Join our NCAA Women’s Tournament Bracket Challenge

It’s March Madness again!  For the third (!) year in a row, we are hosting a Bracket Challenge for the NCAA Women’s Tournament.  Join us by filling out a bracket today!

This year, TWO teams are undefeated.  UConn went 34-0 this season, while Notre Dame went 32-0, prompting the age old question:  “Who would win in a fight between a Huskie and a Fighting Irish?”  Both teams are seeded #1 in their region, setting them up for a potential match-up in the title game.  UConn, now in the American Athletic Conference, this season has beaten #2 seed Stanford, by 19; #3 seed Louisville, by 17, 20 and 20; and another #2 seed Baylor, by 11 (on the road).  Notre Dame, now in the ACC, has beaten #1 seed Tennessee, by 16 (on the road) and #2 seed Duke, by 21, 11 and 16.  South Dakota, North Dakota, Akron and Winthrop are new teams to the tourney.  Of course, it’s speculation to assume that UConn and Notre Dame will be in the title game, but having two undefeated teams in would be just so cool, wouldn’t it?

Personally, after Brittney Griner and Baylor got beat and destroyed my bracket, I’ll be looking to Odyssey Sims to redeem the Lady Bears in my eyes.  Sara is hellbent on cheering for UConn, “the closest school to my hometown of Worcester, MA, that has ever had a shot in either basketball tournament.”

Sims and Griner celebrate during a game last year against UConn. Via Newsday.

Sims and Griner celebrate during a game last year against UConn. Via Newsday.

Remember: you don’t need to know anything about women’s college basketball to enter and that’s part of the fun!

Sign up today to win our prize!  If you win and you are in the New York area, Sara and I will treat you and a guest to a Brooklyn Cyclones game OR a National Women’s Soccer League game this summer (date to be mutually agreed upon by all parties).  If you’re outside of the New York area, we’ll send you one of our favorite books about Title IX.

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Friday Afternoon Links Post

Because you’re ready for the weekend, here are a few stories we’ve been reading this week:

  • Canadian hockey goalie Suzanne Szabados has joined the Columbus Cottonmouths, a team that plays in the Southern Professional Hockey League.  This is notable because everyone else on the Cottonmouths, as well as everyone else in the SPHL, are men.  “There is no professional hockey league for women that pays a livable wage, so the best female players have limited options if they want to continue playing after college. They can squeeze in training around a job, train full time, and depend on outside financial assistance or find employment with a team in a men’s pro league like Szabados.”  Best of luck to her!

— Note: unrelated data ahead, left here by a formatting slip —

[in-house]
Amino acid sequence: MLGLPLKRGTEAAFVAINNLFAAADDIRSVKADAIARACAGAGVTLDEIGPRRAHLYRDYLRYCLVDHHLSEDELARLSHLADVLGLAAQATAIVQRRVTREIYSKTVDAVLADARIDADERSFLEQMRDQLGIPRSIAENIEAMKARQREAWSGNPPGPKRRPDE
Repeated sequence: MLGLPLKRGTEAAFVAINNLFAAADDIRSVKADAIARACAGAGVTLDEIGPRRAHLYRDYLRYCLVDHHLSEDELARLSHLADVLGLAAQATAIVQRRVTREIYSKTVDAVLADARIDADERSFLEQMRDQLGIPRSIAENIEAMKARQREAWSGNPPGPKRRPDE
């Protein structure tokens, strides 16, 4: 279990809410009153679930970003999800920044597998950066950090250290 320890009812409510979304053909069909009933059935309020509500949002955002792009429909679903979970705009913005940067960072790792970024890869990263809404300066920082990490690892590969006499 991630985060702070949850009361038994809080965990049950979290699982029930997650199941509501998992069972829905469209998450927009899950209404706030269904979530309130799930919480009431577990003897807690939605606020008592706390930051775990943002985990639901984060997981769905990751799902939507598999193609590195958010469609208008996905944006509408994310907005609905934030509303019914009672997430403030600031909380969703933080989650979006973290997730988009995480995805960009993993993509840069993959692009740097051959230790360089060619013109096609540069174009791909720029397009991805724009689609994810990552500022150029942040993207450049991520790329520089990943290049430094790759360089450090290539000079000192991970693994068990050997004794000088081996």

• Via Title IX blog, a law professor from University of Pittsburgh, Deborah Brake, has published a scholarly article, available for free on SSRN, using female athletes’ apparent preference for male coaches as a case study to show how the U.S.’s discrimination laws are flawed.  From the Abstract: “The predominant legal model views discrimination as a top-down, inter-group phenomenon. In discrimination law, the paradigmatic case is intentional bias directed by an in-group superior toward an out-group subordinate. (E.g., a male boss discriminates against a female subordinate.) Shifting either one of these dimensions to involve within-group bias or contra-power bias complicates the discrimination claim, resulting in new doctrinal demands. Shifting them both creates space for productive theorizing about the complexity of discrimination and the adequacy of the law’s response to it.”
  • The Mets’ short-season A affiliate, the Brooklyn Cyclones, are running a promotion called “Princess Night.”  Grumble grumble grumble.
  • A few weeks ago Lydia’s now-former favorite Knick, Raymond Felton, was arrested for illegal gun possession.  His wife (who has since filed for divorce) turned one of his guns over to the police, alleging that Felton had threatened her with it during an argument.  Not cool, Ray.  Of course, because the Knicks are a terrible organization, he was not suspended a single game, and continues to play.
  • A great piece from The Aerogram looks at the barriers to entry into the sports industry faced by South Asian women in particular. (h/t Aditi!)
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Mr. Met Joins Twitter, Mrs. Met Slut-Shaming Ensues

Back in November, I wrote jubilantly about the New York Mets’ decision to bring back Mrs. Met to cheer alongside with everyone’s favorite mascot, Mr. Met.  In that post I wrote I was happy to have her back in part because female mascots are so few and far between; indeed I was only able to name a handful.

Two days ago, Mr. Met joined Twitter.  He’s the best, so it was cute.

Mr. Met's first tweets

Mr. Met’s first tweets

Mrs. Met is not on Twitter, for now:

A fan asked about Mrs. Met!

But since joining, other mascots have tweeted at Mr. Met with various insinuations about affairs with Mrs. Met.  NJ.com has a round-up of screen shots of their tweets, which include pictures (I’m assuming they are from last summer’s All-Star Weekend at Citifield).

The thread goes as follows:

Ok, I’m sorry, WHAT?! Are the people running these Twitter feeds actually slut-shaming a mascot?!  What is wrong with these people?  These are mascots — goofy characters intended to rally fans and induce team success — and they are tweeting about how a female, married mascot is sleeping around (or something, I mean what even is Slider?) and cheating on her mascot-husband?  STOP THE MADNESS!!!

Or if you’re Jay Horwitz, the Mets’ own PR guy, I guess you’re going to play along: